Earthquakes shake central New Zealand

    Strong earthquakes shook central New Zealand on Friday, damaging homes, destroying a bridge and sending office workers scrambling for cover in the capital. No serious injuries have been reported.

    A magnitude-6.5 temblor struck just after 2:30 p.m. local time near the small South Island town of Seddon, and at least six aftershocks were 5.0 magnitude or stronger.

    Several homes near the epicenter were severely damaged, with chimneys collapsing and roofs caving in, said police spokeswoman Barbara Dunn. She said a bridge was severely damaged on the main highway near Seddon, and that rocks and debris had fallen onto the road. Police closed a section of the highway.

    Some buildings in Wellington, the capital, were evacuated, and items were knocked off shelves in places.



    • #3
      Re: Earthquake M6.5 - 29km SSE of Blenheim, New Zealand 2013-08-16 02:31:07 UTC (USGS, extract)

      Damaging quake hits the north-east of the South Island

      Skip to end of metadataGo to start of metadata

      <ARTICLE>Another severe, damaging quake struck in the afternoon of Friday 16 August. Damage has been reported both sides of the Cook Strait.

      <TABLE><TBODY><TR><TD style="WIDTH: 300px" class=gallery-image></TD></TR><TR><TD style="WIDTH: 300px">Today's quake has a strike-slip mechanism.

      </TD></TR><TR><TD style="WIDTH: 300px" class=gallery-image></TD></TR><TR><TD style="WIDTH: 300px">The "ShakeMap" showing the shaking intensity as determined by GeoNet instruments and modelled against ground conditions.


      <TABLE class=infoMacro><COLGROUP><COL width=24><COL></COLGROUP><TBODY><TR><TD vAlign=top></TD><TD>Quick links</TD></TR></TBODY></TABLE>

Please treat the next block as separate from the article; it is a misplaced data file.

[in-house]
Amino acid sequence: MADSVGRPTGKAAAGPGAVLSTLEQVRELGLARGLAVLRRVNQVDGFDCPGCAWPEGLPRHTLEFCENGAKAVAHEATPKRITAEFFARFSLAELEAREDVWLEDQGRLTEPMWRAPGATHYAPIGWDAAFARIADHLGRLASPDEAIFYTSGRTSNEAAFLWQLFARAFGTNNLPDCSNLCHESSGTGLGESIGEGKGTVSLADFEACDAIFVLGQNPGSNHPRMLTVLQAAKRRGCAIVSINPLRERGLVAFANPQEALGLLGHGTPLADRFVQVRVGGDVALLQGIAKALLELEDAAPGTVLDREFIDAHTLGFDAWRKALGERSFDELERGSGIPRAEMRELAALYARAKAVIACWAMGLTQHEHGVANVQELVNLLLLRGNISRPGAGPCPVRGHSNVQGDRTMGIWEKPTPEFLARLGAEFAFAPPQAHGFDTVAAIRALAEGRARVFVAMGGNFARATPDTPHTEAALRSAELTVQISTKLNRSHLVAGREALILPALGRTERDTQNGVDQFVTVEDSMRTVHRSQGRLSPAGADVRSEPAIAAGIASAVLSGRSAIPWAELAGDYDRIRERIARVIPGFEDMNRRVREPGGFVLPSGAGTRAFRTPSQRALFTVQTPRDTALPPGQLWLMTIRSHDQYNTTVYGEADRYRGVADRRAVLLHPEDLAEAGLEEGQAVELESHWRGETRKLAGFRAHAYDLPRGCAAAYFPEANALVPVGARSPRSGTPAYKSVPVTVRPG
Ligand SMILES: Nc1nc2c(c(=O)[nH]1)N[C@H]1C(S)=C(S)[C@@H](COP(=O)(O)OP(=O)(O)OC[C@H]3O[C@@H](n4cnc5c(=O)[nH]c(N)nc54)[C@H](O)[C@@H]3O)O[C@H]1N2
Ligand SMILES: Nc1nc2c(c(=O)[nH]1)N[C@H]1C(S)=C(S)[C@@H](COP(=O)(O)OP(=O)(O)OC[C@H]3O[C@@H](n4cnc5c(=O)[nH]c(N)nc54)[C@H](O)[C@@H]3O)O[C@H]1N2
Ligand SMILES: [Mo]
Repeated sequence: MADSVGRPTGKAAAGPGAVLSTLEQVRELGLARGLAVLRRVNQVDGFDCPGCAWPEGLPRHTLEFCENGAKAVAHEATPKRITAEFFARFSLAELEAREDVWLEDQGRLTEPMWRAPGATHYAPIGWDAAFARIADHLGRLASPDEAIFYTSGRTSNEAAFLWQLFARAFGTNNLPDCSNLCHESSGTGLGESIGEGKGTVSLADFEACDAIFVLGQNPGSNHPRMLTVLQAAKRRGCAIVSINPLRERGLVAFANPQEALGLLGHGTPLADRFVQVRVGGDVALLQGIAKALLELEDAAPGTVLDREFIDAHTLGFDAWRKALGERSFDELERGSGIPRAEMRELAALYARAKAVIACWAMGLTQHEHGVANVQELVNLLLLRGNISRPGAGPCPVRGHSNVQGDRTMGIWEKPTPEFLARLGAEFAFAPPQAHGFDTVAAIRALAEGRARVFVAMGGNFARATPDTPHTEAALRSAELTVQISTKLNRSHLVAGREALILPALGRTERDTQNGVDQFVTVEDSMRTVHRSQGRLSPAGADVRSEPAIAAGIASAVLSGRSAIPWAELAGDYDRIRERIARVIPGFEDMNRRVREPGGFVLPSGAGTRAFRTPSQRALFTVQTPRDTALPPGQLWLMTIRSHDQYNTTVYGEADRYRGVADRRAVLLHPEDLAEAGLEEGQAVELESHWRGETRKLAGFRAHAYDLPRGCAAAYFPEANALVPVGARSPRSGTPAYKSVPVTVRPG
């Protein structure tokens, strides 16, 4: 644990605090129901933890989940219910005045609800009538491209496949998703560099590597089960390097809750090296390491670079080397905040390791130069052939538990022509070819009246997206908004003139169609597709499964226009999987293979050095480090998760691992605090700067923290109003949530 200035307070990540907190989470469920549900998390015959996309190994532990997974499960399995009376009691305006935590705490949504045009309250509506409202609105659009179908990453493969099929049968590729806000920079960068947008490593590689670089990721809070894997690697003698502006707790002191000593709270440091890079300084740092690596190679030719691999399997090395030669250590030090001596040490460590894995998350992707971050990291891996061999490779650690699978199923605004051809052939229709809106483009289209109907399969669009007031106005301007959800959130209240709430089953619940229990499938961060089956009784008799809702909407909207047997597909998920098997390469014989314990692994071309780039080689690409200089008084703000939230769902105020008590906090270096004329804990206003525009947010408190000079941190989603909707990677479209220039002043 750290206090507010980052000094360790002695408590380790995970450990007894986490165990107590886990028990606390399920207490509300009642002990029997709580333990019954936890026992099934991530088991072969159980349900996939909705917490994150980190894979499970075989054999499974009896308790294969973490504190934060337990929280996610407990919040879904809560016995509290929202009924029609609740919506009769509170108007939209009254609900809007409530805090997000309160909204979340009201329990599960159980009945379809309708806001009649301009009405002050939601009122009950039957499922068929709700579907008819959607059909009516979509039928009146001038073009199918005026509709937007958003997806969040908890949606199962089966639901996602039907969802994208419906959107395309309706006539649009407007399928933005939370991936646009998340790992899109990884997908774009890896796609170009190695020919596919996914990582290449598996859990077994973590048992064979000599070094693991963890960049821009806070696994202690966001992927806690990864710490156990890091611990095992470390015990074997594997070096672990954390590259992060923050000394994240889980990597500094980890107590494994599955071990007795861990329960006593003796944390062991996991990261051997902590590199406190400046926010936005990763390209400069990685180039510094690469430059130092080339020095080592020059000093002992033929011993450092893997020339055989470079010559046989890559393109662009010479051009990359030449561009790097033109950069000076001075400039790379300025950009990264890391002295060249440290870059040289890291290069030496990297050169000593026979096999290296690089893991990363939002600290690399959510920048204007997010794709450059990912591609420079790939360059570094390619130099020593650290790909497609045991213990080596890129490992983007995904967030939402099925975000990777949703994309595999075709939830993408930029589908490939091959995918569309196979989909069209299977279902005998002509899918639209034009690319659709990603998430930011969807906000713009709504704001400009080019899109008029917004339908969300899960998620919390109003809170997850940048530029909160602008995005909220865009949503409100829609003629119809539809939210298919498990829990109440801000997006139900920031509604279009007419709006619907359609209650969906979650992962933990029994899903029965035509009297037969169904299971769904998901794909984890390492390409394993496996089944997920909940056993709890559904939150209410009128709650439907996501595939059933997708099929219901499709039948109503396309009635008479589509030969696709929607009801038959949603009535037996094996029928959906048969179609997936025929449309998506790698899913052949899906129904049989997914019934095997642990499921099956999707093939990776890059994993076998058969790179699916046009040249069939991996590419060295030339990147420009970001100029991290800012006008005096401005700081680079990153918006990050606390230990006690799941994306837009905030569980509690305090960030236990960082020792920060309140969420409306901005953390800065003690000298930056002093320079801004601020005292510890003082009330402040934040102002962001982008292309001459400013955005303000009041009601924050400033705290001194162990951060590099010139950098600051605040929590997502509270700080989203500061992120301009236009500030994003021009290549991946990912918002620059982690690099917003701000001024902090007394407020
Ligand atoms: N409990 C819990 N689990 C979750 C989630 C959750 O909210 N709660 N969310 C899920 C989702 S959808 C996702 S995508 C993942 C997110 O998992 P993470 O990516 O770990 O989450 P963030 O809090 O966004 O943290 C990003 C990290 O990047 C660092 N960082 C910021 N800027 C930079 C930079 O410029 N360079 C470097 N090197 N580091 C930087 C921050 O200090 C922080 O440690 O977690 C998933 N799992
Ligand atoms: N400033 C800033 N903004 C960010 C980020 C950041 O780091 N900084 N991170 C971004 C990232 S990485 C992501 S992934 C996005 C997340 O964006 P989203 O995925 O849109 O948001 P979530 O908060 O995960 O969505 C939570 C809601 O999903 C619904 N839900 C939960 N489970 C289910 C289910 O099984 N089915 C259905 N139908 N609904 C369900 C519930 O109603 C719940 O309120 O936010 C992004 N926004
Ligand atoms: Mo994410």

The Lake Grassmere earthquake has a magnitude of 6.6. It occurred just after 2:30 pm on Friday afternoon, and was centred 8 km under the north-east of the South Island. The focal mechanism shows it to be a strike-slip earthquake, similar to the M6.5 earthquake in July. We have now had two similarly-sized earthquakes with the same sort of characteristics - they are termed a "doublet". This is not what we would usually expect.


      There will be an aftershock sequence to follow this earthquake, and we already have had several over magnitude 5. The revised forecast for a further magnitude 6 or greater, for the next 24 hours from 5:30 pm 16 August, is 28%. See the updated the statistics table.

      GeoNet response
      • Seismometers had already been deployed after the July earthquake, and these will have recorded this new sequence as well.
      • A GNS scientist will travel to the South Island tomorrow to check for any changes to the surface geology.
      • A landslide overflight and a survey of any liquefaction is planned for next week.

      The full set of accelerograph data for the Lake Grassmere earthquake, together with PDFs of the waveforms, are available from the GeoNet strong-motion FTP site, step by step instructions are located here. Data files are in ASCII format, and relevant documentation for decoding the files and descriptions of site conditions may be found in Also, you can see a summary spreadsheet of recorded accelerations and their locations.